Migraine and headache:
Indications for: FROVA
Acute treatment of migraine.
Limitations of Use:
Confirm diagnosis. Not established for cluster headaches. Do not use for migraine prophylaxis.
The efficacy of Frova was established in 4 randomized, double-blind, placebo-controlled, short-term outpatient trials. Patients were randomly assigned to receive doses of frovatriptan from 0.5mg to 40mg. Patients were instructed to treat a moderate to severe headache.
Headache response was defined as a reduction in headache severity from moderate or severe pain to mild or no pain, and was assessed for up to 24 hours after dosing. Maintenance of response was assessed for up to 24 hours post dose.
In all 4 trials, a greater proportion of patients treated with frovatriptan 2.5mg achievd a headache response 2 hours after treatment compared with those treated with placebo, respectively:
Study 1: 42% vs 22% (P <.05)
Study 2: 39% vs 21% (P <.05)
Study 3: 46% vs 27% (P <.001)
Study 4: 37% vs 23% (P <.001)
The lower doses of frovatriptan (0.5mg or 1mg) were not effective at 2 hours. The higher doses of frovatriptan (5mg to 40mg) did not have an added benefit over 2.5mg.
There was a decreased incidence of migraine-associated nausea, photophobia, and phonophobia in patients who received Frova compared with placebo.
≥18yrs: 2.5mg with fluids; may repeat once after 2 hours; max 7.5mg/24 hours. Reevaluate if no response after 1st dose. The safety of treating an average of more than 4 headaches in a 30-day period has not been established.
<18yrs: not recommended.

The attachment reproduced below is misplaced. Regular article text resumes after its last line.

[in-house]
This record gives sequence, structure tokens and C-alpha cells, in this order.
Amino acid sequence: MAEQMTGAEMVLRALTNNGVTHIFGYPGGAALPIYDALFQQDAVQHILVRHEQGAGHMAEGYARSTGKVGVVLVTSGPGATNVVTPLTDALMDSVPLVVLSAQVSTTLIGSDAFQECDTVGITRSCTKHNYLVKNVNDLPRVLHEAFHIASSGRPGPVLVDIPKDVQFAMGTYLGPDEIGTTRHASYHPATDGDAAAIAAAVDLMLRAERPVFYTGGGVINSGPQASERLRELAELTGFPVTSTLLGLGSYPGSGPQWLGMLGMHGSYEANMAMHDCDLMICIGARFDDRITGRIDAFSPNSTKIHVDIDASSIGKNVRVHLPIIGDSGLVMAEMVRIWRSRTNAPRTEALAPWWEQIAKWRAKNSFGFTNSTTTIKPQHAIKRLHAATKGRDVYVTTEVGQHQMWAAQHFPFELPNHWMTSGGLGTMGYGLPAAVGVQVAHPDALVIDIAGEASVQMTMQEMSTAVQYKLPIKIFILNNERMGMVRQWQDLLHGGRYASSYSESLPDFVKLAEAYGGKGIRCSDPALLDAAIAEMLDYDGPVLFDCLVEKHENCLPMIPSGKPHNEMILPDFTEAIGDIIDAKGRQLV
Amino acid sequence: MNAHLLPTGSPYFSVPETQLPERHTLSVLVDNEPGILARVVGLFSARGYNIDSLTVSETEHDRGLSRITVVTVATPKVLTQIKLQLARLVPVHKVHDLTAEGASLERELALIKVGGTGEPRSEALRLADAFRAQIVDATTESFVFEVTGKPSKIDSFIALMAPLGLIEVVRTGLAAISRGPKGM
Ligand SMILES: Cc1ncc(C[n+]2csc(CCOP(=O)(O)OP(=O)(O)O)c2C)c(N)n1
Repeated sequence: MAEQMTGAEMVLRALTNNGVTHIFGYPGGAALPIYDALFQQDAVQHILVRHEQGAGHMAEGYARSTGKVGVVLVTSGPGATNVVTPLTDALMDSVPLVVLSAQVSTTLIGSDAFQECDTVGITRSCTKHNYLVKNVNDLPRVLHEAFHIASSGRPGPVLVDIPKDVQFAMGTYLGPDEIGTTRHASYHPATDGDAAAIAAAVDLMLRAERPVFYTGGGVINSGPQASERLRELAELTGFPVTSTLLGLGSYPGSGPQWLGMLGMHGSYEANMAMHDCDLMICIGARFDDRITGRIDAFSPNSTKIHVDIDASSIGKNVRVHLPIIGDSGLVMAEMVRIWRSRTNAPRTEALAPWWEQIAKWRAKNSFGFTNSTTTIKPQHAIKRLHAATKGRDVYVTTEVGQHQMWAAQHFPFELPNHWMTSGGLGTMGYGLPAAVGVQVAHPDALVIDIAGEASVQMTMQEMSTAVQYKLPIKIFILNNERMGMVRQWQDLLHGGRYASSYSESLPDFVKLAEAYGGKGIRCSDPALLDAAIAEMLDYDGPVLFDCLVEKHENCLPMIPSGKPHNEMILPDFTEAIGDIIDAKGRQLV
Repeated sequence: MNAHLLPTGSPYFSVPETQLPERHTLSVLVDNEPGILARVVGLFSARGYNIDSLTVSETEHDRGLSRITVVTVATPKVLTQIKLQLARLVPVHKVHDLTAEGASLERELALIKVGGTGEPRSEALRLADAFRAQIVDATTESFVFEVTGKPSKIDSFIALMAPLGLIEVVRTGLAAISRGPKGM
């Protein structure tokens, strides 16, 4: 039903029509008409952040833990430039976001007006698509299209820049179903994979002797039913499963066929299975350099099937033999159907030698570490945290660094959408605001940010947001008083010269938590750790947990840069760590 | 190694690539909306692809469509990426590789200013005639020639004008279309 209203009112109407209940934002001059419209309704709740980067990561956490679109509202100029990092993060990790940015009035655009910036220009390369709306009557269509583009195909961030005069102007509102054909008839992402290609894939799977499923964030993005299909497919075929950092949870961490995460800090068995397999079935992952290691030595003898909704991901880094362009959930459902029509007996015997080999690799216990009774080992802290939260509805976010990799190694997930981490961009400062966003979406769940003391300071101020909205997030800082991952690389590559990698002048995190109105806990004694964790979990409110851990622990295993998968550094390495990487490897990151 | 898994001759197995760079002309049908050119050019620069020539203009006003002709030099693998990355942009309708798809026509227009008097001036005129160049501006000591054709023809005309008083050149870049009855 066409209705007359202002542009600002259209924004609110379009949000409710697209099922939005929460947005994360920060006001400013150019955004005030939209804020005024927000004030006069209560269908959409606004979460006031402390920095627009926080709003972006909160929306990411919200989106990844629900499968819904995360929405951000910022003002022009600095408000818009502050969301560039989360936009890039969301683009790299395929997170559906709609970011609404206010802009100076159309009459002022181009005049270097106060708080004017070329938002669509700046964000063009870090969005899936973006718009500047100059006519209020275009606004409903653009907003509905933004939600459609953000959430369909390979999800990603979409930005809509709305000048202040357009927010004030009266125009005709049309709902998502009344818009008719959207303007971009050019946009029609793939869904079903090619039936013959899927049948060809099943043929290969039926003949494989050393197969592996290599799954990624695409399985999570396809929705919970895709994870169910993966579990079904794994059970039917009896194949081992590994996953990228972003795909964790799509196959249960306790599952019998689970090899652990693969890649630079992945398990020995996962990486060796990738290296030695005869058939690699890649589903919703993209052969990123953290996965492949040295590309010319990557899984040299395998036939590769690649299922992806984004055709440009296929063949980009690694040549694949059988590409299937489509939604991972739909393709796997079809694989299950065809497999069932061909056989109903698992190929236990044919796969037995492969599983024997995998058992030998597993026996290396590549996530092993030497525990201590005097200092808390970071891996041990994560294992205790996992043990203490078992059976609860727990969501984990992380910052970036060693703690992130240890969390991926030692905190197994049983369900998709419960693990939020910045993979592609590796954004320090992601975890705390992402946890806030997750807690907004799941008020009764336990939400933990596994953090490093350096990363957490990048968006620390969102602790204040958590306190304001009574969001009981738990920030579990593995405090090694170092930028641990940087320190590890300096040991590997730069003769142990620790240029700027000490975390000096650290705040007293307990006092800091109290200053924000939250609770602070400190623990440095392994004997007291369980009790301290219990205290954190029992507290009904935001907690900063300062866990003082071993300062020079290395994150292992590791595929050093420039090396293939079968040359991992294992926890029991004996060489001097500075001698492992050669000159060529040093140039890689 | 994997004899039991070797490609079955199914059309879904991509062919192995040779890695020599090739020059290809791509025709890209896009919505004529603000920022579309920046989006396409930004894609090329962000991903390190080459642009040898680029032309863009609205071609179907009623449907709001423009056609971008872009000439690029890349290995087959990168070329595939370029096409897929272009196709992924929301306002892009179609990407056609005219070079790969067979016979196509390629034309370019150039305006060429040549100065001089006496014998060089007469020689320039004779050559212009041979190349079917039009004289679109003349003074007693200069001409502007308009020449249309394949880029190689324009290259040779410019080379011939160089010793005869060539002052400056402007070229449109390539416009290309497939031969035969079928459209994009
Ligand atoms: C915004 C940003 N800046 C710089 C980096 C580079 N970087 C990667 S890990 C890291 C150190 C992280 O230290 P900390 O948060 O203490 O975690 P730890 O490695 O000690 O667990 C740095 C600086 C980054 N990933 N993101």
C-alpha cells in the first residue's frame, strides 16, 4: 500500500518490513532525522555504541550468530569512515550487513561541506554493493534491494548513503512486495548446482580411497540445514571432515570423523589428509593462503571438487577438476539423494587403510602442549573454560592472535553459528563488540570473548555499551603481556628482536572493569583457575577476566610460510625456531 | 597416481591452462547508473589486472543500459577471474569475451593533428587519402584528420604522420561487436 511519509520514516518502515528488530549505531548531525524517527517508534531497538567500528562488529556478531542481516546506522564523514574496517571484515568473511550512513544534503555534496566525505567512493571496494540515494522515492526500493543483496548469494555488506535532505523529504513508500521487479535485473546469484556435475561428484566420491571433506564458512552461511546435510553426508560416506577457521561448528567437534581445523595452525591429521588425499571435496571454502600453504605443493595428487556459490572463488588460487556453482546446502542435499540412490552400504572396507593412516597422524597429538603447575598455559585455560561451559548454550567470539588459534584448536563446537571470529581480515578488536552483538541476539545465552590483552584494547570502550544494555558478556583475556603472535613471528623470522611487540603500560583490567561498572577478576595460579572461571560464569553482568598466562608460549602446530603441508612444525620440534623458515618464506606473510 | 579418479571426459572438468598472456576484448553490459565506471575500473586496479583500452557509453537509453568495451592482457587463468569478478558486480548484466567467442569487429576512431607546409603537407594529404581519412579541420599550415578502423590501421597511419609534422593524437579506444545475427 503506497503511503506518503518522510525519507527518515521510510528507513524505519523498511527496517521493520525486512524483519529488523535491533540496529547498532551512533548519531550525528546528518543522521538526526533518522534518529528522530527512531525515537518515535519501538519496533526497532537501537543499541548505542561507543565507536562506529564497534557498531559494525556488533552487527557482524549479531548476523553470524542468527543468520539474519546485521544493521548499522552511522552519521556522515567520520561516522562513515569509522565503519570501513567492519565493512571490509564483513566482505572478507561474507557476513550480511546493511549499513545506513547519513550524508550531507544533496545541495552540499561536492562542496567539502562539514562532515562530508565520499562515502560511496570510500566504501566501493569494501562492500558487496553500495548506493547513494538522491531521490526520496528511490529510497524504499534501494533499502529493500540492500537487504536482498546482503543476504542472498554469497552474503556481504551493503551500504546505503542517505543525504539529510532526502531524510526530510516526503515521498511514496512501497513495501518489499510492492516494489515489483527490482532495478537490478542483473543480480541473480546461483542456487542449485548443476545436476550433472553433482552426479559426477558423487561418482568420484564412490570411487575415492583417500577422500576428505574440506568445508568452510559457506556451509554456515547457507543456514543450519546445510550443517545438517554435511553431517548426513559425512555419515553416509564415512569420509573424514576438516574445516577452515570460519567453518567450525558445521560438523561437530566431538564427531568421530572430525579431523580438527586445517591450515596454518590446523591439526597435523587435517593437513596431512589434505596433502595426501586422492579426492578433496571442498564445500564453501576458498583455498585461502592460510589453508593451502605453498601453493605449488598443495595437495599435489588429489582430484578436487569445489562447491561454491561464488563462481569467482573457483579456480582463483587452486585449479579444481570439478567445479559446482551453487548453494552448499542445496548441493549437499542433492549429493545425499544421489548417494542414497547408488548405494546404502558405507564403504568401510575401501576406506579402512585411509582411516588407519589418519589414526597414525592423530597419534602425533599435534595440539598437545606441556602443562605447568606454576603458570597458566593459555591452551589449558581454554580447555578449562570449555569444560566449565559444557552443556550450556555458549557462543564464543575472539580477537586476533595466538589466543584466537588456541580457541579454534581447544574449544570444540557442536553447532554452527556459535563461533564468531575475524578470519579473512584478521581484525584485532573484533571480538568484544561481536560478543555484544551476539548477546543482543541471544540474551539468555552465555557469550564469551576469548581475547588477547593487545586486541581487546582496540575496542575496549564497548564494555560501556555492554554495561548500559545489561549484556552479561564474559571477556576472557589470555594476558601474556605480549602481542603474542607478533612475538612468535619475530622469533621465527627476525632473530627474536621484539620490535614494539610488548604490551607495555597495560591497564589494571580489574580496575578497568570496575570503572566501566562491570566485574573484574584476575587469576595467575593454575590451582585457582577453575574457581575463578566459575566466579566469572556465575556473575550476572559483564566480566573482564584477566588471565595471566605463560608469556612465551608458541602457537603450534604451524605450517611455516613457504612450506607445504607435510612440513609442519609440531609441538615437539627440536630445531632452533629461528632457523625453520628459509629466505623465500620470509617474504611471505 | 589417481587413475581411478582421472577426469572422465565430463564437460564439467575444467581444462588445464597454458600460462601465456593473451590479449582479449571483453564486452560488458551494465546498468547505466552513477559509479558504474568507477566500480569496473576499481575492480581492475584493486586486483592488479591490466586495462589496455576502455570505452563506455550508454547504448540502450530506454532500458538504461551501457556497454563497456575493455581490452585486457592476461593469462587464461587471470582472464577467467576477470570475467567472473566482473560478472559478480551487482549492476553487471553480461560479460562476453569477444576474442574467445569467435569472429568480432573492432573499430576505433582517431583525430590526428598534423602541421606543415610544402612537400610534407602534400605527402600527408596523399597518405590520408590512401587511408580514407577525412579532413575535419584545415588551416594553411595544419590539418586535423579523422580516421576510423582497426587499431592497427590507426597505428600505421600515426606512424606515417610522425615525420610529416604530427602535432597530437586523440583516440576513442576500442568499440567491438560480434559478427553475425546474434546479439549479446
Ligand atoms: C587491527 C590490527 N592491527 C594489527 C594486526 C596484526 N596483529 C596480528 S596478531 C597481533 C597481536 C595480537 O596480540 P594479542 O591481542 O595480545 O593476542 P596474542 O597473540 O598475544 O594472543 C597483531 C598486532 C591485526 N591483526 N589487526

Ischemic coronary artery disease (eg, angina pectoris, silent ischemia, history of MI). Coronary artery vasospasm (eg, Prinzmetal's variant angina). Uncontrolled hypertension. Wolff-Parkinson-White Syndrome or arrhythmias associated with other cardiac conduction pathway disorders. History of stroke or transient ischemic attack (TIA). History of basilar or hemiplegic migraine. Peripheral vascular disease. Ischemic bowel disease. Within 24 hours of other 5-HT1 agonists or ergot-type drugs.
Confirm diagnosis. Exclude underlying cardiovascular disease, supervise 1st dose, consider monitoring ECG in patients with likelihood of unrecognized coronary disease (eg, postmenopausal women, men over age 40, hypertension, hypercholesterolemia, obesity, diabetes, smokers, strong family history). Monitor cardiovascular function in long-term intermittent use. Peripheral vascular or colonic ischemia after other 5-HT1 agonists. Severe hepatic impairment. Elderly. Pregnancy. Nursing mothers.
Selective 5-HT1B/1D receptor agonist.
Methysergide, other ergotamines, or other 5-HT1 agonists: see Contraindications. Serotonin syndrome with SSRIs (eg, fluoxetine, fluvoxamine, paroxetine, sertraline).
Dizziness, paresthesia, dry mouth, fatigue, flushing, hot or cold sensation, dyspepsia, skeletal pain, chest/throat/neck symptoms (pain, pressure, tightness); serious cardiac events (rare).
Following administration of a single oral dose of radiolabeled frovatriptan 2.5 mg to healthy male and female subjects, 32% of the dose was recovered in urine and 62% in feces. The mean terminal elimination half-life of frovatriptan in both males and females is approximately 26 hours.
Generic Drug Availability: